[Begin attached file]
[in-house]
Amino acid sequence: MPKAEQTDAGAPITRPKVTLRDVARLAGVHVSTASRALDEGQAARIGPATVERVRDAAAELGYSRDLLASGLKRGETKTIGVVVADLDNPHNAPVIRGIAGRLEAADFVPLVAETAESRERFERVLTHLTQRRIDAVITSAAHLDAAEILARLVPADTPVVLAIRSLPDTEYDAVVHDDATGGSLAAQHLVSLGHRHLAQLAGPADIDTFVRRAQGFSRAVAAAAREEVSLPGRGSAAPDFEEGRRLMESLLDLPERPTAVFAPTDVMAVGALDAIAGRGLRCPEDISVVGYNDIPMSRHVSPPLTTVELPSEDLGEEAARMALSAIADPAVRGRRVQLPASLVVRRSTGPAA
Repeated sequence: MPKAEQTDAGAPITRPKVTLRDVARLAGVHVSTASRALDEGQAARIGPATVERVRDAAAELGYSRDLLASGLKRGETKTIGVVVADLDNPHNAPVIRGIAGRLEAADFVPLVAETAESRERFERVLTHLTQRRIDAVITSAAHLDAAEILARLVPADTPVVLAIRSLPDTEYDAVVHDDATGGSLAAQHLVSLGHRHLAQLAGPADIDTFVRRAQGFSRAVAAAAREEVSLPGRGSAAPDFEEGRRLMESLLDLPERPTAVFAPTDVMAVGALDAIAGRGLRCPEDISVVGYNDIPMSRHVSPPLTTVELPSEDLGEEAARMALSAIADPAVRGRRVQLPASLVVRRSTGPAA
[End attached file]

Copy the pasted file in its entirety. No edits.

[in-house]
Amino acid sequence: MPKAEQTDAGAPITRPKVTLRDVARLAGVHVSTASRALDEGQAARIGPATVERVRDAAAELGYSRDLLASGLKRGETKTIGVVVADLDNPHNAPVIRGIAGRLEAADFVPLVAETAESRERFERVLTHLTQRRIDAVITSAAHLDAAEILARLVPADTPVVLAIRSLPDTEYDAVVHDDATGGSLAAQHLVSLGHRHLAQLAGPADIDTFVRRAQGFSRAVAAAAREEVSLPGRGSAAPDFEEGRRLMESLLDLPERPTAVFAPTDVMAVGALDAIAGRGLRCPEDISVVGYNDIPMSRHVSPPLTTVELPSEDLGEEAARMALSAIADPAVRGRRVQLPASLVVRRSTGPAA
Repeated sequence: MPKAEQTDAGAPITRPKVTLRDVARLAGVHVSTASRALDEGQAARIGPATVERVRDAAAELGYSRDLLASGLKRGETKTIGVVVADLDNPHNAPVIRGIAGRLEAADFVPLVAETAESRERFERVLTHLTQRRIDAVITSAAHLDAAEILARLVPADTPVVLAIRSLPDTEYDAVVHDDATGGSLAAQHLVSLGHRHLAQLAGPADIDTFVRRAQGFSRAVAAAAREEVSLPGRGSAAPDFEEGRRLMESLLDLPERPTAVFAPTDVMAVGALDAIAGRGLRCPEDISVVGYNDIPMSRHVSPPLTTVELPSEDLGEEAARMALSAIADPAVRGRRVQLPASLVVRRSTGPAA